So, it was unfortunate that the sector was also most exposed to the immediate impact of virus restrictions, at least supermarkets and ecommerce aside. Many occupiers were forced to shut for a period and rental collection rates slumped. Despite a recovery in sales, the sector is still working through the damage and few retailers are likely to emerge unscathed. What’s more, the crisis has led to some dire warnings about prospects after the virus passes.

The main purpose of this Focus is to bring a longer-term perspective to the post-COVID-19 retail outlook. As any changes brought about by the virus will be long lasting, we will look at this not just over our normal five-year window, but into the next decade.

We concentrate on three aspects. First, and relatively briefly, we examine what we have learnt so far in the early stages of the crisis and how this shapes the immediate outlook. Second, and the heart of this paper, will be an analysis of how the crisis may have triggered longer-term changes in spending behaviour and how this could affect the retail outlook after COVID-19. This section will concentrate on the influence of UK online sales and the impact on in-store spending. In the third and final section, we will bring together the previous elements to establish the implications for our retail rental forecasts across UK, US and European markets.

The near-term challenges for retail

Our main concern is the long-term view, but understanding the starting point is crucial for this. Retail property came into the crisis weaker than other sectors. And most of what has happened since March has been more negative for the outlook. Admittedly, huge uncertainties still surround the recovery, but we expect retail to emerge by far the weakest of any commercial property sector for several reasons. (See again Chart 1.)

This summer’s strong rebound in retail sales across many developed economies was a surprise. The release of virus-related restrictions brought a v-shaped recovery, with volumes rising close to pre-pandemic levels. This was in contrast to other economic trends, notably the sluggish revival in industrial production. (See Chart 2 and our Global Economics Update.) As a result, our retail sales expectations for the next two years or so are slightly more upbeat than early on in the crisis.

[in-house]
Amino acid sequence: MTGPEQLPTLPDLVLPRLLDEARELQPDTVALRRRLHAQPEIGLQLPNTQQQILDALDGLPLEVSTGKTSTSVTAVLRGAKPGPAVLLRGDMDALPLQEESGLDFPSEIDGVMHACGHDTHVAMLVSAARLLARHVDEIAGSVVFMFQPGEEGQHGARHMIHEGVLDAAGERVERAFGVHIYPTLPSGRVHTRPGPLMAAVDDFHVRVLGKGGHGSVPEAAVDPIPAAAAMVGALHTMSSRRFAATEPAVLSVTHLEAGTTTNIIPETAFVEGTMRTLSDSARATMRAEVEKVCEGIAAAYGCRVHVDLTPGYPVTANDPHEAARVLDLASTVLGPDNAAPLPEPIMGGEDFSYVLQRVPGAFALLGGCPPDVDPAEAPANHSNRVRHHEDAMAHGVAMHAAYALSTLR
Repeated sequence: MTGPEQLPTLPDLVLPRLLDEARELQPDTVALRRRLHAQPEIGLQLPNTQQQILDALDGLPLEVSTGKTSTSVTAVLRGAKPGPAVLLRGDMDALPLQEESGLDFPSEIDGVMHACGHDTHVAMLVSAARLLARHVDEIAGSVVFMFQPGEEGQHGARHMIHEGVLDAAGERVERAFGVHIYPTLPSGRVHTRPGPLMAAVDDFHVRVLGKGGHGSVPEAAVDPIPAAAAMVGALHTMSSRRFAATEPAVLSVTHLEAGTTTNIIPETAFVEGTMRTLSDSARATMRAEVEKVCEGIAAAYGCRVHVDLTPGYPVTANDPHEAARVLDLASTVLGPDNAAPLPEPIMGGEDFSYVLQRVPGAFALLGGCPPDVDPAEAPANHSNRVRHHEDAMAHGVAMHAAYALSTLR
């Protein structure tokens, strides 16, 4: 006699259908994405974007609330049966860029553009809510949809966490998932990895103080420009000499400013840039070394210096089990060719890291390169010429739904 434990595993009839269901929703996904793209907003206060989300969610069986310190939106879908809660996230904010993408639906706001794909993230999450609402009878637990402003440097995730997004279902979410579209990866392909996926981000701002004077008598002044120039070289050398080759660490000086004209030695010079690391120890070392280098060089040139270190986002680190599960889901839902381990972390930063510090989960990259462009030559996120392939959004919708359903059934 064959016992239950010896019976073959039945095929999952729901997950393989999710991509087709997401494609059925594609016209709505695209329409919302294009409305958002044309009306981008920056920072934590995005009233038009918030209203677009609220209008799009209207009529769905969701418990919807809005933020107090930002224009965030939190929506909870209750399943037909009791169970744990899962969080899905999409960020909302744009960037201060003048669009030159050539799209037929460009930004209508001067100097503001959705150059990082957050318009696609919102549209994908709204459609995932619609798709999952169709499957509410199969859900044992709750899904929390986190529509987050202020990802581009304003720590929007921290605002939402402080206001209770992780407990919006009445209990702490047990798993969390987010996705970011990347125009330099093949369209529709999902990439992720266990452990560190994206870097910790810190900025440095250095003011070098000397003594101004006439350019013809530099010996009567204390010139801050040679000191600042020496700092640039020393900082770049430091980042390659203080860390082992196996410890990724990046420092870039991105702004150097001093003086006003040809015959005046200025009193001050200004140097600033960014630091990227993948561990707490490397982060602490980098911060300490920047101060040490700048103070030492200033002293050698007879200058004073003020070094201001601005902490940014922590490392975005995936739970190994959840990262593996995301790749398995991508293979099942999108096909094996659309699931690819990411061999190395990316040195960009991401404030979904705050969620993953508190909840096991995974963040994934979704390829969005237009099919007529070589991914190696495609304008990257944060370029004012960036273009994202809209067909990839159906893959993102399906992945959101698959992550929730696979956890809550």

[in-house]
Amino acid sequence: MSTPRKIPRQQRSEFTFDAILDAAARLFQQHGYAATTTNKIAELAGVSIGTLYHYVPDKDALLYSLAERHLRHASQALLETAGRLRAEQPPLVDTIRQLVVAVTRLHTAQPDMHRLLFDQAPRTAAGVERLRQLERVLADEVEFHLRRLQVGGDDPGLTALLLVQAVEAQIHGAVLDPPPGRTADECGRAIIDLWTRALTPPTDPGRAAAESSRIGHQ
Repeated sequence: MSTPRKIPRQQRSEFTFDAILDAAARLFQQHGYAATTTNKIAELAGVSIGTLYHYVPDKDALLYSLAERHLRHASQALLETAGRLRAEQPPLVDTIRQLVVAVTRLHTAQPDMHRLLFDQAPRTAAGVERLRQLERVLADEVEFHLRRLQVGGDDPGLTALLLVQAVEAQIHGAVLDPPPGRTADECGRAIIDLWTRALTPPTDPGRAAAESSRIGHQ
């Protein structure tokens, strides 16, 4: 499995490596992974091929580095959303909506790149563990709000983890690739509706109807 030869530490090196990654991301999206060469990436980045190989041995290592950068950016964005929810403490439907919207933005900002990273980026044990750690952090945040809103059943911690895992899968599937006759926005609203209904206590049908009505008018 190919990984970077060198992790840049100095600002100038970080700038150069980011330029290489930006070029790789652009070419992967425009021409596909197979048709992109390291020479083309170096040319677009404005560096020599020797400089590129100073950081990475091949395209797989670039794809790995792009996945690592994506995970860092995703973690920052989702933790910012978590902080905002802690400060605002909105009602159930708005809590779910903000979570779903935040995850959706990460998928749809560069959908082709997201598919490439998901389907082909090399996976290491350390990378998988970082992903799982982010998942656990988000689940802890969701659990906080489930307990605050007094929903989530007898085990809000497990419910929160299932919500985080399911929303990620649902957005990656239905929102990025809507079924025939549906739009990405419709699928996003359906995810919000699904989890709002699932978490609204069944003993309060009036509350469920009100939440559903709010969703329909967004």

Chart 2: Advanced Economy Retail Sales and Industrial Production (Feb. 2020 = 100)

Source: Refinitiv

But we remain cautious about the demand outlook for several reasons. For one, the latest data may give a distorted picture. It appears that there has been a marked substitution away from non-retail spending categories during COVID-19. Unable to buy leisure and travel services, consumers have spent more on groceries and other goods instead. It is likely that as normal patterns of demand are re-established, sales growth will slow sharply or even stall – in fact, there is already early evidence of this in some economies.

In addition, retailers care most about physical sales, while strong online demand has in part driven the current bounce. There was no choice in lockdown as many stores were temporarily shut. Since the summer re-opening, the online contribution has declined from its spring highs, but growth remains higher than it was pre-COVID-19.

Further ahead, much will depend on the path of the virus. Recent increases in cases and any subsequent tightening of restrictions are likely to be negative for retail and may reverse the shift back to physical stores. Further out, the removal of government support in many economies over the next year is also likely to weigh on spending. Overall, while the sales recovery has exceeded expectations, there is an underlying fragility. And the impact on physical stores will be less strong than the headline figures imply.

Living with the virus brings other lasting effects for retailers. Most important are likely to be distancing restrictions. These will reduce retail capacity over a one or two-year horizon and will potentially limit sales too. Of course, it is hard to isolate this impact from the more general economic damage. And the summer rebound in sales suggests that landlords and shops are already adapting to the challenges.

Distancing measures will also not hit all retailers equally. Open high streets or local centres appear best placed along with retail parks, particularly those anchored by supermarket or other essential stores. Restrictions will remain a concern for enclosed shopping centres, which have suffered most during the lockdown thanks to their heavier reliance on luxury and leisure. This suggests shopping centre performance will continue to lag in the recovery.

Distancing will also have a severe effect on bars and restaurants in the short to medium term. Where this is important in driving footfall to high streets and shopping centres this will worsen the other factors outlined above.

Another lasting legacy from COVID-19 is travel restrictions. These were eased in some countries during the summer, though a pattern of re-imposition of quarantines after the recent virus surge suggest that progress will be erratic. The impact of tourism on retail is complex. At the macro level, some countries and markets are more open to arrivals from overseas. (See Chart 3.)

Chart 3: Direct Contribution to GDP of Tourism and Hospitality (%)

Sources: WTTC, Capital Economics